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Out Of Sight, But Not Out Of Your Brain

  • 5/7/2018 8:00:00 AM
  • View Count 2365
Inchon Park, M.S.Well-coordinated behavior between the limbs is one of the remarkable abilities of human beings. Walking, running, and cycling are forms of highly coordinated simple cyclical motion. These kinds of movements require synchronized or alternated motion of the limbs. Bimanual movement is another good example of movements that are highly coordinated. Bimanual movements account for a substantial proportion of our daily life activities such as tying shoelaces, opening bottles, sending a...
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Motor Skills: What Kind of Practice Makes Perfect

Motor Skills: What Kind of Practice Makes Perfect

  • 2/5/2017 5:27:00 PM
  • View Count 7530
Taewon Kim, M.S.Our daily life requires complex procedural skills, which are basically presented sequential movements, such as playing a musical instrument, driving a car, typing a computer keyboard, and texting with a smart phone. Thus, learning sequence movements become very important to people to live more efficiently. For example, driving a manual vehicle, which are sort of decision making movements, requires a complicated pattern of subsequent motor skills while changing down a gear from th...
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Developmental Coordination Disorder

Developmental Coordination Disorder

  • 10/21/2016 5:06:00 AM
  • View Count 2713
Priya Patel, M.S.Developmental Coordination Disorder (DCD) is a delay in the development of motor skills, or difficulty in coordinating movements, which results in problems performing in sports and everyday tasks (American Psychiatric Association, 2013). Around 4- to 10% of school aged children in United States are affected by DCD (American Psychiatric Association, 2013). DCD prevalence rates range from about 2% in the United Kingdom to 19% in Greece, with a worldwide average of 6%. Owing t...
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Just Follow the Yellow Brick Road: A Guide to Performing Complex Bimanual Coordination Patterns

Just Follow the Yellow Brick Road: A Guide to Performing Complex Bimanual Coordination Patterns

  • 6/18/2014 9:31:00 AM
  • View Count 6060
Deanna Kennedy, M.S.Coordinating movements between the limbs is important for many activities of daily living and sport specific skills. Buttoning your shirt, opening a bottle, driving your car, and serving a tennis ball are tasks that involve some type of coordination between the limbs. Although these examples of bimanual movements are relatively easy for most individuals to produce, other more complex coordination patterns have proved to be quite difficult. Bimanual tasks like playing the pian...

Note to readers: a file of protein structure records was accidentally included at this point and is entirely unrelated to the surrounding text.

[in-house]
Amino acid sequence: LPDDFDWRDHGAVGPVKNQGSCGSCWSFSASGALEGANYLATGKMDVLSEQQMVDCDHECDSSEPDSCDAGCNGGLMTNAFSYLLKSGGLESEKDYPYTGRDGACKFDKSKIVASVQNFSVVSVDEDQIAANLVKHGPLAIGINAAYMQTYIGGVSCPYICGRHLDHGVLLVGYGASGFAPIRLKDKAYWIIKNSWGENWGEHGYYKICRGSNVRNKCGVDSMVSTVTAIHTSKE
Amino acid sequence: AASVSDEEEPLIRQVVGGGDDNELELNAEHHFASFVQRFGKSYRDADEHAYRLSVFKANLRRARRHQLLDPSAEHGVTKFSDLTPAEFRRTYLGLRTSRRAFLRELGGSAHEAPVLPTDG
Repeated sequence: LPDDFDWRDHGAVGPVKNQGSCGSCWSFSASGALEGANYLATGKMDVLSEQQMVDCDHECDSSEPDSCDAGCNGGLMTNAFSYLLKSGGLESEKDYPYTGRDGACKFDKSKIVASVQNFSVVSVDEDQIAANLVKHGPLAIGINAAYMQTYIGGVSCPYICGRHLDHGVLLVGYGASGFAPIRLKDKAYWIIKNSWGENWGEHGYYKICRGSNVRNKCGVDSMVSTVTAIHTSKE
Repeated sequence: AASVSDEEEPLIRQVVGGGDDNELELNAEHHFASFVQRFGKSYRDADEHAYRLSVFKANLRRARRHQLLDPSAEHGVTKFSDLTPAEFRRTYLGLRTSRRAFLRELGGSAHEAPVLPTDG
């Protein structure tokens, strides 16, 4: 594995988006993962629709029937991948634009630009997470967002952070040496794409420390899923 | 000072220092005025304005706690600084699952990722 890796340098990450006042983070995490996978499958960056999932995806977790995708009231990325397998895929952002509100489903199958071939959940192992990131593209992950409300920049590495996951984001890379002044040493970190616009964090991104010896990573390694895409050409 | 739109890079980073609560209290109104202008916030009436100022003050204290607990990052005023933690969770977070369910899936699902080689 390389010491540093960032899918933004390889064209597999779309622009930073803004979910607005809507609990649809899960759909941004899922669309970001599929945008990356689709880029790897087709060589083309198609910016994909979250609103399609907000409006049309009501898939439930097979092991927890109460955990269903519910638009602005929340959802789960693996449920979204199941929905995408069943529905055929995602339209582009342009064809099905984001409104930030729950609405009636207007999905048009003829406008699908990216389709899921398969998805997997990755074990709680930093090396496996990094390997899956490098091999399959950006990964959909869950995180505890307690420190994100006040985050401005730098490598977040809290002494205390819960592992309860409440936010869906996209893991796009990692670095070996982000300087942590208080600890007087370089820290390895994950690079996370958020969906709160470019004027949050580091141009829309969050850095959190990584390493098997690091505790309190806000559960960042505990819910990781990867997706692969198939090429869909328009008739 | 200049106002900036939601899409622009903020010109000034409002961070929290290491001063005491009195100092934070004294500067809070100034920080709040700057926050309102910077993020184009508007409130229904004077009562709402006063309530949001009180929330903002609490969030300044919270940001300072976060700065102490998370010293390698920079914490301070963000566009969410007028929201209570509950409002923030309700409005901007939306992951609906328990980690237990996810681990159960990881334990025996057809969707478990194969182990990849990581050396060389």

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Motor Output Variability in Older Adults

Motor Output Variability in Older Adults

  • 8/1/2013 9:14:00 AM
  • View Count 3543
Deanna Kennedy, M.S.Often athletic performance seeks to improve accuracy and consistency. For example, while playing golf, we want to consistently hit the ball into the hole. However, many factors affect our ability to produce smooth and accurate movements. One such factor is motor output variability (MOV), defined as the unintentional variations in the output of voluntary contractions. It is a natural and inherent phenomenon that can be observed in every movement or contraction made or repeated...
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Improving Goal-Directed Limb Movement: Don't Overthink This!

Improving Goal-Directed Limb Movement: Don't Overthink This!

  • 7/18/2013 5:27:00 AM
  • View Count 3820
Jason Boyle, Ph.DOur nervous system is highly adaptable in perceiving, analyzing and executing movements in relation to an ever-changing perceptual environment. We use vision, knowledge of limb location, and anticipation of force production while simultaneously recognizing variability in our judgment to execute movements through the world around us. Whether it is simple (reaching for a door knob) or complex (threading a needle), goal directed movement has been repeatedly shown to follow a speed/...
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Talk To The Hand

Talk To The Hand

  • 4/2/2013 11:35:00 AM
  • View Count 3468
Deanna Kennedy, M.S. The ability to coordinate movements between the limbs is important for many activities of daily living and sport specific skills. For example, tying your shoes, slicing bread, driving your car, and serving a tennis ball are tasks that involve some type of coordination between the limbs. However, the role of each limb may vary with different task requirements. Some tasks, such as clapping your hands, require the limbs to produce mirror movements in both time and space. O...
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Control of wrist and arm movements of varying difficulties

Control of wrist and arm movements of varying difficulties

  • 11/11/2011 10:43:00 AM
  • View Count 4243
 Jason Boyle, Ph.DOur muscles are controlled by “motor units”, which each consist of a neuron, and the muscle fiber(s) it activates or “innervates”. The muscle that responds is termed an “effector”. Brain mapping studies have shown that a disproportionate area of the motor cortex governs certain effectors of the body. For example, your fingers, lips, and tongue are highly innervated organs that can execute complex movement patterns, but your toes are not ...
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